The Attorney General said Uganda has a “transformed justice system and if the lawyers wanted to address any matters in court, the courts are here”.

“Really I have not seen the complaint/petition and, therefore, I cannot say that it has any material sufficient for ICC,” he said.

Museveni on ICC
Although Uganda is a state party to the so-called 1998 Rome Statute, which established the ICC, meaning the court can prosecute cases involving crimes against humanity that occur in Uganda, President Museveni has joined other African leaders in accusing it of bias and being an instrument of Western imperialism targeting African leaders.

In 2004, the ICC had declined to prosecute Ugandan state actors and the military on allegations of gross human rights abuses, genocide and crimes against humanity during the long armed conflict in northern Uganda.

Following months of negotiations, then ICC chief prosecutor, Mr Luis Moreno-Ocampo, held a joint press conference in Kampala with President Museveni to announce that Kampala had referred the Lord’s Resistance Movement (LRA) to the ICC. LRA leader Joseph Kony is still at large, but a former commander of the rebel army’s Sinia Brigade, Brig Dominic Ongwen, was arrested on July 8, 2005. He was tried and convicted by the ICC for 61 counts of crimes against humanity and war crimes, including murder and attempted murder; rape; sexual slavery; forced marriage; torture; enslavement; outrage upon personal dignity; conscription and use of children under the age of 15 to participate actively in hostilities; pillaging; destruction of property and persecution.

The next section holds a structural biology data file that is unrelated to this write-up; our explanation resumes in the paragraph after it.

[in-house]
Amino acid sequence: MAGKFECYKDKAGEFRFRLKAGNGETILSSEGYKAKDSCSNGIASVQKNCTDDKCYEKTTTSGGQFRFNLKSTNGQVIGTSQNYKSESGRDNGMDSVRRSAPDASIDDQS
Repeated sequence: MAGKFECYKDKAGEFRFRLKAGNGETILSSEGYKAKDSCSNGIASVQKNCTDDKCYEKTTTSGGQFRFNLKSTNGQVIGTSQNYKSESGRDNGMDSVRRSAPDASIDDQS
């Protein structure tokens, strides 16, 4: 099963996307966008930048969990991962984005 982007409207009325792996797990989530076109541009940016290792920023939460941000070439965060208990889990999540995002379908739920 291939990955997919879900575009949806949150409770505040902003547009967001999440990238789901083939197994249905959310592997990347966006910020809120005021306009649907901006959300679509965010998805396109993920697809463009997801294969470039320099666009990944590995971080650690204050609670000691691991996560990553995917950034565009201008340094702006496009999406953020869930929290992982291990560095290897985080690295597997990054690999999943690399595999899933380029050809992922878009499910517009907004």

On May 6, 2021 the ICC sentenced Brig Ongwen to 25 years in prison.

Six years before the conviction, in March 2015, President Museveni expressed support for ICC, notwithstanding his misgivings.

“Despite our differences, we are on the same side,” Mr Museveni told the new ICC Chief Prosecutor Fatou Bensouda after her five-day tour of war-affected areas in north and eastern Uganda.

Later, he appeared to revert to type, seemingly offering support to then Sudan leader, Omar al-Bashir, who was indicted by the ICC in 2009. On May 12, 2016, President Museveni described the ICC as “a bunch of useless people,” which should be ignored by African leaders.

Sunday Monitor was told by Mr Afran that the petition includes victim statements sworn under oath by more than 200 alleged individuals 
Part of the petition says that the decision to file with the ICC was informed by the perception that Uganda’s judicial system is unable to deliver justice to victims of state-inspired violence.

Lawyer and human rights defender, Mr Ivan Bwowe, yesterday said it is difficult to get justice in cases where powerful people are implicated in Uganda.

“In our country, when a person seeks justice against the leaders who hold power, usually it is a battle and most of which the victims are victimised,” he said. 

“Whereas courts are effective on certain things, we do not have a good record when it comes to human rights, access to justice is a battle when members of the legislature are involved,” he explains.

Meanwhile, Judiciary spokesperson, Mr Jameson Karemani maintained that Uganda’s courts are open for everyone. He rejected the petition’s assertion that access to justice is hard in Uganda.